History

Grosse Île and The Irish Memorial

Every year, the Montreal Division of the Ancient Order of Hibernians organizes a pilgrimage to Grosse Île and The Irish Memorial, just outside of Quebec City. It is a humbling experience to learn what immigrants that came to Canada had to go through when this island was being used as a quarantine station.

A Brief History

Grosse Île was used as a quarantine station in Canada for over a century.  It's name recalls the cholera plagues of 1832 and 1854, and rings sinister in the annals of the Irish people in Canada because of the appalling visitation of typhus fever that came primarily to the island in the fateful year of 1847.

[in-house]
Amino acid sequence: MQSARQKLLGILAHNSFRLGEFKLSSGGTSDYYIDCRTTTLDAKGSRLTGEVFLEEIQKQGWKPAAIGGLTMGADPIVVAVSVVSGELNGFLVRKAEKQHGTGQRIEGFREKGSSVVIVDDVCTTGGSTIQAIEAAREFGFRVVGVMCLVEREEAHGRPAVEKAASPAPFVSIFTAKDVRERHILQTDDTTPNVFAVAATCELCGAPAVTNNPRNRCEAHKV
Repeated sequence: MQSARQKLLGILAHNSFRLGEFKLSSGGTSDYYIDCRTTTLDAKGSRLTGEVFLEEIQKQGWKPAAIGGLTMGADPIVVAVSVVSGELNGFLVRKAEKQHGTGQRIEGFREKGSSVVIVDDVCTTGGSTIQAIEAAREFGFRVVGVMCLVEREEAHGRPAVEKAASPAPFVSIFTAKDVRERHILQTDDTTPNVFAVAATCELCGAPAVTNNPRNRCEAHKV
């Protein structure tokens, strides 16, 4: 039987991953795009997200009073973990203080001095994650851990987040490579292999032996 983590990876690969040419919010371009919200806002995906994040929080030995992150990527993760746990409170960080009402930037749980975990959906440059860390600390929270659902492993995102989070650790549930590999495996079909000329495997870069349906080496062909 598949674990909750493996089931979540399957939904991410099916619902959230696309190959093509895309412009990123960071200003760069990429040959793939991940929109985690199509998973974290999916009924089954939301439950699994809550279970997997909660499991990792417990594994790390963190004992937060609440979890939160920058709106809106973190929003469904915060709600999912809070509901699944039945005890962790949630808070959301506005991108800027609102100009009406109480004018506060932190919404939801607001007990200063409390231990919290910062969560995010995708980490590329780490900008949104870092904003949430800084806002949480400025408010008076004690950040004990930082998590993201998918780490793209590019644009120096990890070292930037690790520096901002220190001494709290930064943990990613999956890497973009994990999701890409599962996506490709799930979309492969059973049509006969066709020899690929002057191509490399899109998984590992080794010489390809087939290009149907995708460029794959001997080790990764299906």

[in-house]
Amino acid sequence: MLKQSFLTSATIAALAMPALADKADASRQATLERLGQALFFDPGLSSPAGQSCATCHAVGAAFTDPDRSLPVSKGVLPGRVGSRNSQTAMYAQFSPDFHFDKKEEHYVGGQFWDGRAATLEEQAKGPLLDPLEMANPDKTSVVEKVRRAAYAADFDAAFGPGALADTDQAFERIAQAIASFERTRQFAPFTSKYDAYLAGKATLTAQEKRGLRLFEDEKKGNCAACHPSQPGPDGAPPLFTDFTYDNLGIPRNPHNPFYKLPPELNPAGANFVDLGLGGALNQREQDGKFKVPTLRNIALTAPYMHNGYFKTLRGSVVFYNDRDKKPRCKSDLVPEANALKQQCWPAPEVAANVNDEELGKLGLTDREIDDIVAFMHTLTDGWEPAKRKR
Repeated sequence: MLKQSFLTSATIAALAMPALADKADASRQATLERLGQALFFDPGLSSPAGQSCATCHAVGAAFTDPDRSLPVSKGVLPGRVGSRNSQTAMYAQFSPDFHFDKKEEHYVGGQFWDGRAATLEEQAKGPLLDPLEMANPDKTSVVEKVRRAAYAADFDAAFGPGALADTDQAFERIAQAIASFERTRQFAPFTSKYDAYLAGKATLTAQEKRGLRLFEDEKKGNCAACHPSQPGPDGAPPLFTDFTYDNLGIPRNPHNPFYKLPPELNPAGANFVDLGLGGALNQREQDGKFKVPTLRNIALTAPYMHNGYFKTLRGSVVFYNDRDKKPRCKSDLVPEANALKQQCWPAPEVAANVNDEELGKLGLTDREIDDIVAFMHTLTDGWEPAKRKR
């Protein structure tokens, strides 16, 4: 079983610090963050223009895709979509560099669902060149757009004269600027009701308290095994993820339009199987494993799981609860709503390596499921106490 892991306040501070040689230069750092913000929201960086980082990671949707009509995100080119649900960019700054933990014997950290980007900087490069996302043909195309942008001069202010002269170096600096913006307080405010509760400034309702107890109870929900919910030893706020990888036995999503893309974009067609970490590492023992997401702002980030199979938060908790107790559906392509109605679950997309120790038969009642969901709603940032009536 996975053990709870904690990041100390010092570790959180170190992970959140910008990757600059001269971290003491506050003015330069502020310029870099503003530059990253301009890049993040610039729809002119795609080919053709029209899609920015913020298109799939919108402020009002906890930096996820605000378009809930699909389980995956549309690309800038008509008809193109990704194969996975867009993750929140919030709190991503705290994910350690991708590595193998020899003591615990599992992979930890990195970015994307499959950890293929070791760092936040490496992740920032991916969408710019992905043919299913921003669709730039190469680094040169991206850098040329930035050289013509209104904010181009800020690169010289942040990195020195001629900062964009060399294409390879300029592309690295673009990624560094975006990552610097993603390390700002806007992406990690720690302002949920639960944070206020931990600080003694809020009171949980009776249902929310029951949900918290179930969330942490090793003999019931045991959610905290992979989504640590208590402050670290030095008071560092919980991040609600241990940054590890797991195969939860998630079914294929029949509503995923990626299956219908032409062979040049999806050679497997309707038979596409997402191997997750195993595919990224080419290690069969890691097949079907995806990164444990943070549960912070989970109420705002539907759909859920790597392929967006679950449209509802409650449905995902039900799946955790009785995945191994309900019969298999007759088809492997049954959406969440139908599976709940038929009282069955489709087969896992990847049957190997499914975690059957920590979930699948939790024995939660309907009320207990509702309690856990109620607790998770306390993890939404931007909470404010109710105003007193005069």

The Immigrants Stone at Pointe St. Charles

The attention of the observant traveler entering Montreal by way of the Victoria Bridge is always attracted to a peculiar monument that stands to the east side, close to the entrance of the bridge. It is simply a boulder set upon a granite pedestal and surrounded by a grassy plot .

The boulder bears an inscription reading:

TO PRESERVE FROM DESECRATION THE REMAINS OF THE THE 6000 IMMIGRANTS WHO DIED OF SHIP FEVER A.D. 1847-48

THIS STONE IS ERECTED BY THE WORKMEN OF MESSRS. PETO. BRASSEY & BETTS. EMPLOYED IN THE CONSTRUCTION OF THE VICTORIA BRIDGE A.D. 1859

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